- Jessica Murri
- ACHD's eye in the sky traffic headquarters.
It's not as simple as pressing a button to sync traffic signals in, near or around Downtown Boise. There are approximately 425 traffic signals in Ada County, all of which are controlled by the Ada County Highway District the entity responsible for all curb-to-curb management. As part of the district's Intelligent Transportation Systems, ACHD now uses something called "Adaptive Signal Control Technology," designed to monitor traffic flow along major roads "and adjust the amount of green time to best serve the demand."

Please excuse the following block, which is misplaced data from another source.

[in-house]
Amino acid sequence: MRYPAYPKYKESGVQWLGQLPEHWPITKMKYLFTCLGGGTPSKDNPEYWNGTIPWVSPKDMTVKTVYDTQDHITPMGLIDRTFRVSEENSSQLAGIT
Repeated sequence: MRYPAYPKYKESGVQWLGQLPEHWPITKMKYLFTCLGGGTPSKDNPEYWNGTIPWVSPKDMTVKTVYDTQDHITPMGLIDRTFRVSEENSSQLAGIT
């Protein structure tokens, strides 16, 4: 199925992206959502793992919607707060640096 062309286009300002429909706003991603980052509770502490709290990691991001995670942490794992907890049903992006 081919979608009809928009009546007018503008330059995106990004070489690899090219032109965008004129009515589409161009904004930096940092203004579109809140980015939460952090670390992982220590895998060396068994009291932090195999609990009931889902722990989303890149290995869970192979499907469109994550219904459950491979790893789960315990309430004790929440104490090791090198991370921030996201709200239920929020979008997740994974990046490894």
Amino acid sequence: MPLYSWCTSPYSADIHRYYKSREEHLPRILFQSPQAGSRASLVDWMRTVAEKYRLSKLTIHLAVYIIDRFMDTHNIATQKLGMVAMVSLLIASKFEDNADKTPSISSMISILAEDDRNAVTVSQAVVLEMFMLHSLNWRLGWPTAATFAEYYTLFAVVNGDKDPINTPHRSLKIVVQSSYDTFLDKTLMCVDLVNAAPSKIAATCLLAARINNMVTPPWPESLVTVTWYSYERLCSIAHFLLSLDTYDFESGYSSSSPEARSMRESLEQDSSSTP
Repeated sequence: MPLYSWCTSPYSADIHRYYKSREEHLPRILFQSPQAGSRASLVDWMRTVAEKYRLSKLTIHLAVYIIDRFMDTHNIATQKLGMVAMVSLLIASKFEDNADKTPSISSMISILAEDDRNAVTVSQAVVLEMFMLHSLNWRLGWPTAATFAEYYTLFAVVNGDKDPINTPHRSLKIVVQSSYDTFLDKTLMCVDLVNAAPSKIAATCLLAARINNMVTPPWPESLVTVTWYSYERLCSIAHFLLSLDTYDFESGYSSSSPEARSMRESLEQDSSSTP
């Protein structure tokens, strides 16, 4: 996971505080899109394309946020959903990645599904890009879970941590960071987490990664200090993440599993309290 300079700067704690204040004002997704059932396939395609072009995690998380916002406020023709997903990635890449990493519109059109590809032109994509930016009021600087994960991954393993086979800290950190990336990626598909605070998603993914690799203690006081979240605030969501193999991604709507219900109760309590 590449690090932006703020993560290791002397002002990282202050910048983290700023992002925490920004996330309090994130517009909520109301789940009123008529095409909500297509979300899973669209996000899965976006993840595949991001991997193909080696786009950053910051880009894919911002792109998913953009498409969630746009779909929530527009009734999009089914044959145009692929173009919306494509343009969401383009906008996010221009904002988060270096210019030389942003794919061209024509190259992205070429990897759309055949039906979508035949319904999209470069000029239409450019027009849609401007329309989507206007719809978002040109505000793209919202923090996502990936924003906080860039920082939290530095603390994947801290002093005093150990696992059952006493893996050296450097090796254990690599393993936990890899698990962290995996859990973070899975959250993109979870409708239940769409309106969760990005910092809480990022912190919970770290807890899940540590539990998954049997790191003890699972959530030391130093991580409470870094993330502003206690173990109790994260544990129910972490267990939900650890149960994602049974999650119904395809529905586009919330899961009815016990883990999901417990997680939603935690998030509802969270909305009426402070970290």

As anyone who has recently traveled through Boise will attest, there have been multiple changes to how motorists move through the downtown core. The Downtown Boise Implement Plan has now altered several one-way streets into two-ways and introduced several bike lanes. The next big change is slated for later this spring when Jefferson Street becomes a two-way. Additionally, cycling advocates are pushing for the introduction of new protected bike lanes on Main and Idaho streets,which will change the pace of downtown commuting even further.
With all of this in mind, City of Boise officials are looking to ACHD to re-sync downtown Boise traffic signals sooner rather than later. During a Tuesday, March 29 workshop, Boise City Council will be asked to sign off on the city's annual requests to ACHD, which will include "signal re-timing take place in 2017 to match the bike lane implementation."